Accurate recordkeeping is a part of owning a small business.
The more effective you are in organizing your company's records, the easier it is to track your progress and prepare financial statements for lenders, investors, tax preparers, and others. In some cases, a recordkeeping failure can have significant practical and financial consequences for your organization.
The IRS requires taxpayers and businesses to maintain tax records for a period of time following the filing of your annual return. Although the duration of time you need to maintain these records can vary according to your individual circumstances, you'll need to incorporate IRS tax record requirements into your recordkeeping routines.
Why does my business need to maintain tax records?
There are a variety of reasons why tax record maintenance makes sense for your business. A well-organized record maintenance system aids in the preparation of company financials and other documents. But it also plays a critical role in tracking depreciation, monitoring deductions, and providing information for future tax filings. If your business is audited, tax records may be your only defense.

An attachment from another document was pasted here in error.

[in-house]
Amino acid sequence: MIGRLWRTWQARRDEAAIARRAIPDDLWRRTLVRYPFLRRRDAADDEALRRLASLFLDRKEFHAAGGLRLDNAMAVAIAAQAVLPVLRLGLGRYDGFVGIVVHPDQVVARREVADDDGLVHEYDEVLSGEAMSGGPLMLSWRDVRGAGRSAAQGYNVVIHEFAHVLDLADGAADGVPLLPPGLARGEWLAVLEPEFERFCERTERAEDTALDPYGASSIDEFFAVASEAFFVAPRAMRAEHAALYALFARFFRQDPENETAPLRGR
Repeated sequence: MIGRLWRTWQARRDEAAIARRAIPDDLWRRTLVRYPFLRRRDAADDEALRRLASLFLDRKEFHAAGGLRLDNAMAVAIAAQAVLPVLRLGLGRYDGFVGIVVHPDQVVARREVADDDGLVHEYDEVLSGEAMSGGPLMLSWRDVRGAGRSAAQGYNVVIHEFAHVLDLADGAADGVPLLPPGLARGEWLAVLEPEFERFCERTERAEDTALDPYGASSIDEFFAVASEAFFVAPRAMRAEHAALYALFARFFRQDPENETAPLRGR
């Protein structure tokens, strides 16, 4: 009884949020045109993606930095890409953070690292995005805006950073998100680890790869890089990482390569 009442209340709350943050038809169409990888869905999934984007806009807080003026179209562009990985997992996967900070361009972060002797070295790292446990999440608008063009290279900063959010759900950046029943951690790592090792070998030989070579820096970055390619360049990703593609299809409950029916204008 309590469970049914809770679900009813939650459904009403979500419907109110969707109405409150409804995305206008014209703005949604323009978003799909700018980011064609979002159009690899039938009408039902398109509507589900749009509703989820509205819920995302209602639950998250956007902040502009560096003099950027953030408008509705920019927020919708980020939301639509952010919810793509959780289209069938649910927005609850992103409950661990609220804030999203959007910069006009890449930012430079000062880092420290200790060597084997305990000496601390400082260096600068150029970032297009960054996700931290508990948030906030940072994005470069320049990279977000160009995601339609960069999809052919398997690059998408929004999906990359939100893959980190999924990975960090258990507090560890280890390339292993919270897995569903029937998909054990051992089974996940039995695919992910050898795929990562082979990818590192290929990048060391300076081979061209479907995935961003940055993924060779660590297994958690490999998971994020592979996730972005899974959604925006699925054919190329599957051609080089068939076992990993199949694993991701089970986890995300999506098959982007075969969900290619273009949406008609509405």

What records do I need to keep?
Right off the bat, you'll want to maintain copies of any filings you've submitted to the IRS. However, it's just as important to maintain receipts, notifications, correspondence, and other material – essentially anything that supports your tax filings.
Is there a required way to maintain IRS records?
The IRS does not require taxpayers to adopt a specific system for maintaining tax records. They only require that the system allows for the accurate recordkeeping of income, expenses, and other tax-related items. In some cases, you may be able to digitize tax records for electronic archiving – but keep in mind that you are required to produce your records to the IRS upon request.
When is it safe to discard tax records?
There are no universal limits for the period of time you need to keep tax records. As a rule of thumb, records should be maintained for as long as you think you may need them to prove the accuracy of your returns. The IRS requires employers to maintain employment tax records for a period of four years. IRS audits normally cover a period of three years. But if discrepancies are found, it could go back farther. Generally plan on keeping income tax records for at least five years (if not longer) before checking with your tax preparer to make sure it is safe to dispose of them.